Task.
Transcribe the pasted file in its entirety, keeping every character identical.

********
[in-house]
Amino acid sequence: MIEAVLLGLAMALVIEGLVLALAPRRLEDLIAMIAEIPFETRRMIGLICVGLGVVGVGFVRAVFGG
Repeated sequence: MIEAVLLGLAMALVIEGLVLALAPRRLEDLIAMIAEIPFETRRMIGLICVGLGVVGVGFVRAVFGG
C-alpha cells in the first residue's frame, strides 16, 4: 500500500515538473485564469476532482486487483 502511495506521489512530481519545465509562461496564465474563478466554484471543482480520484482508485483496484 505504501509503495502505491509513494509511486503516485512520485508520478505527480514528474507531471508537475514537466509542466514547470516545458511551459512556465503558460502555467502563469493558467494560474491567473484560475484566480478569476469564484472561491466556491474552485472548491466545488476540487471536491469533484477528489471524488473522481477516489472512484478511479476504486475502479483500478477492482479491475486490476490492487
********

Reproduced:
[in-house]
Amino acid sequence: MIEAVLLGLAMALVIEGLVLALAPRRLEDLIAMIAEIPFETRRMIGLICVGLGVVGVGFVRAVFGG
Repeated sequence: MIEAVLLGLAMALVIEGLVLALAPRRLEDLIAMIAEIPFETRRMIGLICVGLGVVGVGFVRAVFGG
C-alpha cells in the first residue's frame, strides 16, 4: 500500500515538473485564469476532482486487483 502511495506521489512530481519545465509562461496564465474563478466554484471543482480520484482508485483496484 505504501509503495502505491509513494509511486503516485512520485508520478505527480514528474507531471508537475514537466509542466514547470516545458511551459512556465503558460502555467502563469493558467494560474491567473484560475484566480478569476469564484472561491466556491474552485472548491466545488476540487471536491469533484477528489471524488473522481477516489472512484478511479476504486475502479483500478477492482479491475486490476490492487